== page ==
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A New Way of Making Films
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A New Way of Making Films

“Film maker tells story of his Parkinson’s suffering father”

A film maker is raising awareness about living with a degenerative illness by telling his father’s story in his latest project, writes Marianne Gros.

Grant Taylor, a writer and director from Woolwich, is making a film about Parkinson’s disease, drawing inspiration from his father’s two‑decade‑long battle with the illness.

Grant’s father Bob, a former builder and carpenter from Sidcup, was diagnosed with the neurological disorder in 1997 at the age of 43, and his disease has had a major impact on his family’s day‑to‑day lives.

“Trying to do a physical job of carpentry, things were becoming very difficult. My left arm seemed really weak and in my right arm the muscles felt very tense on and off,” said Bob.

“You just have to manage and scrape by. My wife, Liz, started doing full-time work. It was tough. I missed working but I made sure I filled my time by taking a city and guilds in teaching qualifications. And I set about making lessons for the Headway charity art group,” he added.

Living with the disease has also allowed Bob to look at his life in a different way.

“I try to live one day at a time, I can’t see any point in needlessly worrying about things that may never happen. Parkinson’s has weirdly given me so many opportunities. I’ve met so many amazing people, most of whom were told as youngsters that health conditions would take over their lives. People can be so caring and giving. It’s humbling”, he added.

His son, Grant, will now be telling their story in a comedy short film, to raise awareness on the condition, and to give audiences a chance to see those who suffer from Parkinson’s and their carers in a different light.

“As a family, we’ve been on quite a journey. Simple things like walking and talking become incredibly tough for my dad, and sadly it’s a disease that gets progressively worse. It’s not an easy diagnosis to come to terms with but we deal with it with a smile and positivity, which is why we want to make this film,” said Grant.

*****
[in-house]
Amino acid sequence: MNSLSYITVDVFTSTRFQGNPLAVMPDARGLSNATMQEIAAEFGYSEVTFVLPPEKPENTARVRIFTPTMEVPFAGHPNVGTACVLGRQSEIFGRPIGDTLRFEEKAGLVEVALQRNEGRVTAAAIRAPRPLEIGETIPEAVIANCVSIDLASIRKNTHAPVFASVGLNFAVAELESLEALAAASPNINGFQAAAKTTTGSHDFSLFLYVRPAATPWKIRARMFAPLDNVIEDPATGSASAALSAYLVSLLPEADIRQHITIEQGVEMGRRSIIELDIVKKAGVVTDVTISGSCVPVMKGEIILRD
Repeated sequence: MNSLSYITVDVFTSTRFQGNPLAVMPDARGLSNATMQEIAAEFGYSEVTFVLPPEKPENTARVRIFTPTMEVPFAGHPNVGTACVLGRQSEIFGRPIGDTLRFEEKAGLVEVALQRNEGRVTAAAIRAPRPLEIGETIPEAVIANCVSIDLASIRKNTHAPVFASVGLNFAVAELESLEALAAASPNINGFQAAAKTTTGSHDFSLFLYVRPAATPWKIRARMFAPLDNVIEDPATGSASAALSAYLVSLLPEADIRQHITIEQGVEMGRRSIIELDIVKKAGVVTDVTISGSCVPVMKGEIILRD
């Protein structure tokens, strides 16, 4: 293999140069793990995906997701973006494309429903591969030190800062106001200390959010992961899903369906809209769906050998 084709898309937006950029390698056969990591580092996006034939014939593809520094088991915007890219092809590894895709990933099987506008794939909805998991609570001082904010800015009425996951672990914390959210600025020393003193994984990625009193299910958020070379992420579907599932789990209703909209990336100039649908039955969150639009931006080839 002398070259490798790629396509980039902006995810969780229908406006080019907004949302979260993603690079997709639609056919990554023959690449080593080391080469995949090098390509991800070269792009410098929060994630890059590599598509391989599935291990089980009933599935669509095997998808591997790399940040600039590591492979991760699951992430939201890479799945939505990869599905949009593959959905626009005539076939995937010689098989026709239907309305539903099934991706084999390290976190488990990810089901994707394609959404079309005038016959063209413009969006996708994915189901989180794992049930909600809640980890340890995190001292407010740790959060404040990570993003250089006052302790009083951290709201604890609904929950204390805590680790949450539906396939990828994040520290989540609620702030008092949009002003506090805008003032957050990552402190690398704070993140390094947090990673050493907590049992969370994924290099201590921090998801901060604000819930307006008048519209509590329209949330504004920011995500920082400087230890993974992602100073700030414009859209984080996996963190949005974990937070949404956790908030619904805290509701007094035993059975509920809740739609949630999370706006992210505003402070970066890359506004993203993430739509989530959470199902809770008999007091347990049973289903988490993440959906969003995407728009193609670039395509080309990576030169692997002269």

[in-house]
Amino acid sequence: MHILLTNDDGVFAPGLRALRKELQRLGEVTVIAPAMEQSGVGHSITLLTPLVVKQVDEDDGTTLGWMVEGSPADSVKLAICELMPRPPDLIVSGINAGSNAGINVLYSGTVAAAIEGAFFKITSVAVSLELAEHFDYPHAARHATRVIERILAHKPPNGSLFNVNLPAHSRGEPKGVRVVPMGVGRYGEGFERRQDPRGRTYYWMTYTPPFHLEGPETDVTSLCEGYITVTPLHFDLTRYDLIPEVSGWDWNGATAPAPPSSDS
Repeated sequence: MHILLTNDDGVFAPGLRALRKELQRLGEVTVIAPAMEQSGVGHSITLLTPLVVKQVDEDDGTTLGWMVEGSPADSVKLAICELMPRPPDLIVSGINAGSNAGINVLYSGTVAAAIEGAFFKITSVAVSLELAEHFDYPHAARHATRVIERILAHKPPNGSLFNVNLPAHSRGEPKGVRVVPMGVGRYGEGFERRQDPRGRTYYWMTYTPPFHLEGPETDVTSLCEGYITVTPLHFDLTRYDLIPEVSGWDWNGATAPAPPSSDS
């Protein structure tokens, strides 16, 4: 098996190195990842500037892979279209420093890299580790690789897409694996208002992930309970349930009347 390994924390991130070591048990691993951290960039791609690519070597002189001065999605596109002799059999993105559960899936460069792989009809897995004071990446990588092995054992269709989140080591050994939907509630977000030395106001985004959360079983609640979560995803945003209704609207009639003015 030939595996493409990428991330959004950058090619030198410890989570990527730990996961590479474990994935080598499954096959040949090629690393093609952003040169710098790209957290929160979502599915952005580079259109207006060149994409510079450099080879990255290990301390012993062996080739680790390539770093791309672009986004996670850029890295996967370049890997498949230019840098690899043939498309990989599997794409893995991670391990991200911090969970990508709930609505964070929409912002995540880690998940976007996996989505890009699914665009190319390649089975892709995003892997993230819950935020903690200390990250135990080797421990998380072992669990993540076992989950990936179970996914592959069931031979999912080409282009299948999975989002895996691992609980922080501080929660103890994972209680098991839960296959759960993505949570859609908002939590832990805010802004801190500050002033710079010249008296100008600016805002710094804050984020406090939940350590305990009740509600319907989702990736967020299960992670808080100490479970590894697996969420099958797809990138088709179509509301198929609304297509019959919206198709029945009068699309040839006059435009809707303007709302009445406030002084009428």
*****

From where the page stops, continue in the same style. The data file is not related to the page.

The short film, titled Ecstasy, follows the story of father and son Ian and Kristian, and their efforts to give Ian the chance to dance with his wife Rachael on her birthday. [...]

“We want people to think about how far they would go to dance with a loved one just one more time.” [Grant said.]

Grant won a pitching competition at the Cine Circle Festival in September, which secured him a £1,000 contribution for kit hire from digital facilities company VMI, and the use of editing services from Fantomeline Pictures.

The team raised more than £4,500 in its first week of crowdfunding, and reached its original target in just 12 days, in one of the fastest campaigns the crowdfunding platform had ever seen.

Half of all donations over the new £10,000 budget will be donated to Parkinson’s research.

Grant said: “We’ve been completely overwhelmed by people’s generosity. We’ve galvanised people and want to create as much awareness around Parkinson’s disease and this film as possible.”

“Film maker tells story of his Parkinson’s suffering father”, Charlie Stong, London News Online, 2020.


a) What type of document is it? What is the aim of this document?

b) List the different people mentioned in the first five paragraphs. How are they related?

c) Present the two main stories told in this text. Who is this about? What happened?

d) What is specific about this film? What is the objective of it?

e) How was this project made possible? What is the link between this project and sharing economy?
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